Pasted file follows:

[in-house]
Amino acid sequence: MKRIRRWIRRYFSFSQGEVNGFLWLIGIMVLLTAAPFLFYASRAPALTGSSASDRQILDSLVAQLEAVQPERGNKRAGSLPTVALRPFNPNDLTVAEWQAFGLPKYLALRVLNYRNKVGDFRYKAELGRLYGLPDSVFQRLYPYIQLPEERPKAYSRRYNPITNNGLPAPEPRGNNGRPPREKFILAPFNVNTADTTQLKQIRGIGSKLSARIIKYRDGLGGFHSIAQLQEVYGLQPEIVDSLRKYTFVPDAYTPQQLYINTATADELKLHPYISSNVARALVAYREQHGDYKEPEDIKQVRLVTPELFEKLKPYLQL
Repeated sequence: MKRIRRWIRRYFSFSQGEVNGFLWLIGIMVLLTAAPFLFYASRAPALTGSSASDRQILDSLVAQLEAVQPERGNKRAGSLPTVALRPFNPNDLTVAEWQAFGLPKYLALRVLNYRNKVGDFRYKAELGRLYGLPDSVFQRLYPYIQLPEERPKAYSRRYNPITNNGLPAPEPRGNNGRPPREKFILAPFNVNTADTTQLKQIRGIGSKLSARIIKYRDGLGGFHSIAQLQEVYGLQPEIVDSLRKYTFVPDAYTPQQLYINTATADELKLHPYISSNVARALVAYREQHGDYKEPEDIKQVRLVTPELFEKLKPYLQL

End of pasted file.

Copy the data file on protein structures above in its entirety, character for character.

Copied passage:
[in-house]
Amino acid sequence: MKRIRRWIRRYFSFSQGEVNGFLWLIGIMVLLTAAPFLFYASRAPALTGSSASDRQILDSLVAQLEAVQPERGNKRAGSLPTVALRPFNPNDLTVAEWQAFGLPKYLALRVLNYRNKVGDFRYKAELGRLYGLPDSVFQRLYPYIQLPEERPKAYSRRYNPITNNGLPAPEPRGNNGRPPREKFILAPFNVNTADTTQLKQIRGIGSKLSARIIKYRDGLGGFHSIAQLQEVYGLQPEIVDSLRKYTFVPDAYTPQQLYINTATADELKLHPYISSNVARALVAYREQHGDYKEPEDIKQVRLVTPELFEKLKPYLQL
Repeated sequence: MKRIRRWIRRYFSFSQGEVNGFLWLIGIMVLLTAAPFLFYASRAPALTGSSASDRQILDSLVAQLEAVQPERGNKRAGSLPTVALRPFNPNDLTVAEWQAFGLPKYLALRVLNYRNKVGDFRYKAELGRLYGLPDSVFQRLYPYIQLPEERPKAYSRRYNPITNNGLPAPEPRGNNGRPPREKFILAPFNVNTADTTQLKQIRGIGSKLSARIIKYRDGLGGFHSIAQLQEVYGLQPEIVDSLRKYTFVPDAYTPQQLYINTATADELKLHPYISSNVARALVAYREQHGDYKEPEDIKQVRLVTPELFEKLKPYLQL